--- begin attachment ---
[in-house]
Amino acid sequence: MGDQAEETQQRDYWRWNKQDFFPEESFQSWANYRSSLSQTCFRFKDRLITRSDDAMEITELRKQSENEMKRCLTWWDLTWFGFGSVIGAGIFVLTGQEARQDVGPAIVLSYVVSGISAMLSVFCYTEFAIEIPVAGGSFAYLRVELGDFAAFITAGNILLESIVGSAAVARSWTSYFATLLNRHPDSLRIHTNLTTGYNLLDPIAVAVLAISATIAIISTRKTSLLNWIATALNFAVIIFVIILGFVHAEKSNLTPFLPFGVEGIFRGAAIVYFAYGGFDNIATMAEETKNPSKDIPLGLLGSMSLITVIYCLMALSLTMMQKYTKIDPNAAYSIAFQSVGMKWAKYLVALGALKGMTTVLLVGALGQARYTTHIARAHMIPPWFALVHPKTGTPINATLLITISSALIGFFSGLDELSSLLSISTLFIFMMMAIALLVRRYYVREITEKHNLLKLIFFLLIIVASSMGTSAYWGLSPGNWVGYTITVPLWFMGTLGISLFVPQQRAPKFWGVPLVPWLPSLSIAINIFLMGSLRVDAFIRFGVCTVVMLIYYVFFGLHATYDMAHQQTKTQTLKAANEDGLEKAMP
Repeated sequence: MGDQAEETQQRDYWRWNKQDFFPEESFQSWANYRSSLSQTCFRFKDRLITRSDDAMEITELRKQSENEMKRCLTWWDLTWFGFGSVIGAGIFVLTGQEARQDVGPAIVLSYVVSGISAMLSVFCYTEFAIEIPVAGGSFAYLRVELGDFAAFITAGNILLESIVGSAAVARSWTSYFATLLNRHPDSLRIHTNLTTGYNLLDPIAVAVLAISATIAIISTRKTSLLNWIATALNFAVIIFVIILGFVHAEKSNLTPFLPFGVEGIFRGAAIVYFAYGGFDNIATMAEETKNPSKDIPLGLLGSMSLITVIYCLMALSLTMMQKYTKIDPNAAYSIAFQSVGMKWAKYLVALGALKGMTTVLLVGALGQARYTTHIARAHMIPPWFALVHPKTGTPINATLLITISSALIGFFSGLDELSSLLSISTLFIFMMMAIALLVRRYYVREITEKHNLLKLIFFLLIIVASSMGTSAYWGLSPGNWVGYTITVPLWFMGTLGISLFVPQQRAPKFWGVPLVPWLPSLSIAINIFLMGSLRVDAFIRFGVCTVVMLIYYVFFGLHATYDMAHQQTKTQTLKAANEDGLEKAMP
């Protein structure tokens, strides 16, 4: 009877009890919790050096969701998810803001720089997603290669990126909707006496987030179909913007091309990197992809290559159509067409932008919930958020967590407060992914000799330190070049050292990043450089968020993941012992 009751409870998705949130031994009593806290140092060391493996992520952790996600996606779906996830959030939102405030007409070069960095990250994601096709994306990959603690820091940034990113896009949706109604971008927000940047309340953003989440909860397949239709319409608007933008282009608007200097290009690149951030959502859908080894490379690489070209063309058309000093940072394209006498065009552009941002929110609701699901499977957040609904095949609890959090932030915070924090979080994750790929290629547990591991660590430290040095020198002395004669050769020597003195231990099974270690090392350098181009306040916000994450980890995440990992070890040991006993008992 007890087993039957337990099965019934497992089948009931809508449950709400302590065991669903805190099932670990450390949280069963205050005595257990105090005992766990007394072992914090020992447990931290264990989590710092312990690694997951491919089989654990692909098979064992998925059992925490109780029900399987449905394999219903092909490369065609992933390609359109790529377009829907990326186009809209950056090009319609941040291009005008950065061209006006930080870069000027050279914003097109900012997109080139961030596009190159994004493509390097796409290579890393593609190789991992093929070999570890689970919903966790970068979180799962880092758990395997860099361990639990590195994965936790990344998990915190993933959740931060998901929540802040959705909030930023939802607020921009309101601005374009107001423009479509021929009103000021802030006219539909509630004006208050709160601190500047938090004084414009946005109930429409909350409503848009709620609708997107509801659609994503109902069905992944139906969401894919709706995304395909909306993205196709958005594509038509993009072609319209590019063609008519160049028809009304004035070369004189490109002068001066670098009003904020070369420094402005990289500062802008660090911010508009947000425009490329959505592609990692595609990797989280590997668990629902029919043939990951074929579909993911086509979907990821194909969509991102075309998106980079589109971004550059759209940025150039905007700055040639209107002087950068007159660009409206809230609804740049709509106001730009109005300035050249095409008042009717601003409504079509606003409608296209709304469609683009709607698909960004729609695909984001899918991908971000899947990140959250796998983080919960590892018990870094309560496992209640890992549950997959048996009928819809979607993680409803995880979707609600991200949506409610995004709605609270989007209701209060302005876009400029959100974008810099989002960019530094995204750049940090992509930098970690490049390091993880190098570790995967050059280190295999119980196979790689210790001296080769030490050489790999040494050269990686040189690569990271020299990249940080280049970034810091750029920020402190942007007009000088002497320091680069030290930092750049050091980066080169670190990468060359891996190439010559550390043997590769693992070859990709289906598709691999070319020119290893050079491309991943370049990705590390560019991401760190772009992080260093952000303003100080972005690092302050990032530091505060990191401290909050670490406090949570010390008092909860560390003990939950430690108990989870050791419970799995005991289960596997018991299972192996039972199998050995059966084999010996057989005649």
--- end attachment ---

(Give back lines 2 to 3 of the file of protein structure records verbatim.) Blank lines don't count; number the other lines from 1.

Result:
Amino acid sequence: MGDQAEETQQRDYWRWNKQDFFPEESFQSWANYRSSLSQTCFRFKDRLITRSDDAMEITELRKQSENEMKRCLTWWDLTWFGFGSVIGAGIFVLTGQEARQDVGPAIVLSYVVSGISAMLSVFCYTEFAIEIPVAGGSFAYLRVELGDFAAFITAGNILLESIVGSAAVARSWTSYFATLLNRHPDSLRIHTNLTTGYNLLDPIAVAVLAISATIAIISTRKTSLLNWIATALNFAVIIFVIILGFVHAEKSNLTPFLPFGVEGIFRGAAIVYFAYGGFDNIATMAEETKNPSKDIPLGLLGSMSLITVIYCLMALSLTMMQKYTKIDPNAAYSIAFQSVGMKWAKYLVALGALKGMTTVLLVGALGQARYTTHIARAHMIPPWFALVHPKTGTPINATLLITISSALIGFFSGLDELSSLLSISTLFIFMMMAIALLVRRYYVREITEKHNLLKLIFFLLIIVASSMGTSAYWGLSPGNWVGYTITVPLWFMGTLGISLFVPQQRAPKFWGVPLVPWLPSLSIAINIFLMGSLRVDAFIRFGVCTVVMLIYYVFFGLHATYDMAHQQTKTQTLKAANEDGLEKAMP
Repeated sequence: MGDQAEETQQRDYWRWNKQDFFPEESFQSWANYRSSLSQTCFRFKDRLITRSDDAMEITELRKQSENEMKRCLTWWDLTWFGFGSVIGAGIFVLTGQEARQDVGPAIVLSYVVSGISAMLSVFCYTEFAIEIPVAGGSFAYLRVELGDFAAFITAGNILLESIVGSAAVARSWTSYFATLLNRHPDSLRIHTNLTTGYNLLDPIAVAVLAISATIAIISTRKTSLLNWIATALNFAVIIFVIILGFVHAEKSNLTPFLPFGVEGIFRGAAIVYFAYGGFDNIATMAEETKNPSKDIPLGLLGSMSLITVIYCLMALSLTMMQKYTKIDPNAAYSIAFQSVGMKWAKYLVALGALKGMTTVLLVGALGQARYTTHIARAHMIPPWFALVHPKTGTPINATLLITISSALIGFFSGLDELSSLLSISTLFIFMMMAIALLVRRYYVREITEKHNLLKLIFFLLIIVASSMGTSAYWGLSPGNWVGYTITVPLWFMGTLGISLFVPQQRAPKFWGVPLVPWLPSLSIAINIFLMGSLRVDAFIRFGVCTVVMLIYYVFFGLHATYDMAHQQTKTQTLKAANEDGLEKAMP